Rashes from Poison Ivy – Oak – Sumac

After a long winter, it is a welcome sight to see everything blooming and turning green, however, some plants are making a comeback that may not be so welcome. Poison Ivy and Poison Oak are notorious for wreaking havoc on children, campers, and outdoor enthusiasts alike. Arming yourself with the knowledge of what to look out for, and what to do should you have a run in with one of these plants, will set you up for a much more enjoyable time spent outdoors this summer!

First up, Poison Ivy, the most widely known of this rash inducing trio. Some identifying factors of this plant include:

  • Leaves are found in groupings of three and often have pointed ends
  • May have reddish leaves in the Spring
  • Can grow as ground cover, small bushes, and also climb other plants and structures as a vine
  • Leaves are among the first to turn colors in the Fall, often turning vibrant Fall colors

Second most commonly encountered is Poison Oak. Some identifying characteristics of this plant include:

  • Found primarily in the Southeast US and West Coast – Missouri INCLUDED
  • Leaves grow in groups of three
  • Leaves are notched similar to actual Oak leaves
  • Can have yellow/green flowers as well as similar colored or white berries

Last but not least is Poison Sumac:

  • Primarily in the Eastern half of the country, especially prominent around the Mississippi River and boggy areas of the Southeast
  • Shrub like plant with leaves growing in groups of 7-13, arranged in pairs
  • Can have glossy, off white, or light yellow berries
Poison Ivy - Oak - Sumac Leaves

Poison Ivy – Oak – Sumac Leaves

Some ways to avoid the rashes caused by these plants include:

  • Wearing long sleeves and pants when out in overgrown or wooded areas. Consider also using gloves and boots as an extra precaution. Wash all exposed clothing in hot water separate from other laundry.
  • Use rash barrier lotions to protect skin. Follow all product instructions carefully.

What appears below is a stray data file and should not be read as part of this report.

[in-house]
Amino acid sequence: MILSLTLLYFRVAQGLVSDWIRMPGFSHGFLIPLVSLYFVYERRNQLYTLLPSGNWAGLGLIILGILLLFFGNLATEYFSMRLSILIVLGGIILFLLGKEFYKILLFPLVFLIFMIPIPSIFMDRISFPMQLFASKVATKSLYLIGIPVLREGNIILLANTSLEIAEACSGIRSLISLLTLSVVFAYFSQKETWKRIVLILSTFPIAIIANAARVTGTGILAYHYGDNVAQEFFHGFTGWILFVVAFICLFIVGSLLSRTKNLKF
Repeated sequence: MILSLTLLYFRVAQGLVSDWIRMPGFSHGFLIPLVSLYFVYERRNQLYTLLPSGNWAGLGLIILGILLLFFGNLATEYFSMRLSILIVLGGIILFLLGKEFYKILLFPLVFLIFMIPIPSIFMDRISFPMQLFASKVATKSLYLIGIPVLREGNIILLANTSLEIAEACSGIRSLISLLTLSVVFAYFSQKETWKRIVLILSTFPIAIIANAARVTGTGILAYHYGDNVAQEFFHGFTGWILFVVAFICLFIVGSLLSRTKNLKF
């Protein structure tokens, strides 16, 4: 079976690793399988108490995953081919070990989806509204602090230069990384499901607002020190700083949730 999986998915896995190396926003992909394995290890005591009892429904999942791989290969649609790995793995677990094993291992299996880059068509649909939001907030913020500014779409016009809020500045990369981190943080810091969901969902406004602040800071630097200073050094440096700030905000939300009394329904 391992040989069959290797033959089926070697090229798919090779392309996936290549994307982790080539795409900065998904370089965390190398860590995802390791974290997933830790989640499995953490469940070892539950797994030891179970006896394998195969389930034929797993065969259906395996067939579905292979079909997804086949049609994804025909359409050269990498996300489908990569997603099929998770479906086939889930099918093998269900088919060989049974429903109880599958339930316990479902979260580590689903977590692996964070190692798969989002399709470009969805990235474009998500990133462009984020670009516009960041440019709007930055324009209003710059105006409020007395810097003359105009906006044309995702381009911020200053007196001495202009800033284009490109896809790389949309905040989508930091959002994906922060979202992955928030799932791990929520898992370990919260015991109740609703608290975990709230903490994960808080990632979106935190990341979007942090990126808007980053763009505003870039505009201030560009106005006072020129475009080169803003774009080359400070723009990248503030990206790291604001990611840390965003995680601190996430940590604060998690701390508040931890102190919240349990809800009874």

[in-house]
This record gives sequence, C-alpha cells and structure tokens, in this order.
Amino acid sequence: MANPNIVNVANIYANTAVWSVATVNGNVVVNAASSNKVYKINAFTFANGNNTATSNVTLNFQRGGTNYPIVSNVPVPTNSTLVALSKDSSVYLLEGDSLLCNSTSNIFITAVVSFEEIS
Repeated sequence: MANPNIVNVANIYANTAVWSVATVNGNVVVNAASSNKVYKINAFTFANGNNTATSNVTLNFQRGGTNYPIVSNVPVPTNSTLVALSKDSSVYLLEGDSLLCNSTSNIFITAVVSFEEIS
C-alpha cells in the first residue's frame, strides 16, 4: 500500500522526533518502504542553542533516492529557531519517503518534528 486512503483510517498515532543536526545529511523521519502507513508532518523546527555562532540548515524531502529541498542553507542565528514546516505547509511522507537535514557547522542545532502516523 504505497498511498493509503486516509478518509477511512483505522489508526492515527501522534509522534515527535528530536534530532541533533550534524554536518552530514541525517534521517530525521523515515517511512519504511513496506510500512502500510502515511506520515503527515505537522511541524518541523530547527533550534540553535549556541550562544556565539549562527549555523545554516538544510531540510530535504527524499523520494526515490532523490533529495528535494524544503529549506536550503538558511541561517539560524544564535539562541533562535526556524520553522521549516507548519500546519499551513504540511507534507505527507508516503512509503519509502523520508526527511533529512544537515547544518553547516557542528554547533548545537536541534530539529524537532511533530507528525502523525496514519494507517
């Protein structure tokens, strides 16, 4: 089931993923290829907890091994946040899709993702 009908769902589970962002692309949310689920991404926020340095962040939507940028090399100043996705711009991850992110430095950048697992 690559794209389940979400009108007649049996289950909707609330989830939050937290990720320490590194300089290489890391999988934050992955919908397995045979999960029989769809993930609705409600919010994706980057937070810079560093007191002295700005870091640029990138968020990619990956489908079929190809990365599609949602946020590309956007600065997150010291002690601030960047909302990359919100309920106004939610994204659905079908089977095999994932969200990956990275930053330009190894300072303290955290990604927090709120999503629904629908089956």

How to treat Poison Ivy, Oak or Sumac.

If you find that you have encountered any of these plants, don’t worry, rashes from this poisonous trio are often treatable at home. The Urushiol oil secreted from these plants will typically produce an itchy, blistering rash, though everyone reacts differently to this exposure. Some easy steps to follow are:

  • Wash hands and affected area thoroughly and immediately upon exposure if possible.
  • Wash clothes in hot water, seperate from other laundry.
  • Clean all items that could have been exposed to the plant and it’s oil, including shoes, tools, pets, etc.
  • Avoid scratching rash or disturbing blisters.
  • To ease itching, short, lukewarm oatmeal baths or short, cool showers may help, as well as Calamine Lotion, Hydrocortisone Cream, or cold compresses.

    Example of Poison Ivy Rash

    Example of Poison Ivy Rash

While these treatments typically help ease the symptoms of Poison Ivy, Oak, and Sumac rashes, always feel free to call your primary care provider to ensure you are taking the right course of treatment. If you do not see improvement in your symptoms after a week, or your symptoms are severe, such as:

  • Most of body is covered in rash
  • Multiple areas of rash and blistering
  • Face and/or genitals have rash
  • Swelling
  • Trouble Breathing or Swallowing

Such serious symptoms may require a trip to the Emergency Room. If you are a member of VIP Medical Services, please feel free to call your 24/7 Physician phone number and Dr. Holt and his staff will be happy to consult with you on whether or not your symptoms are treatable in our office, or if they warrant a trip to the ER. Hopefully this information provides you with the “need to know” knowledge to enjoy the outdoors, safely, this summer!

Tick Bites & Lyme Disease Symptoms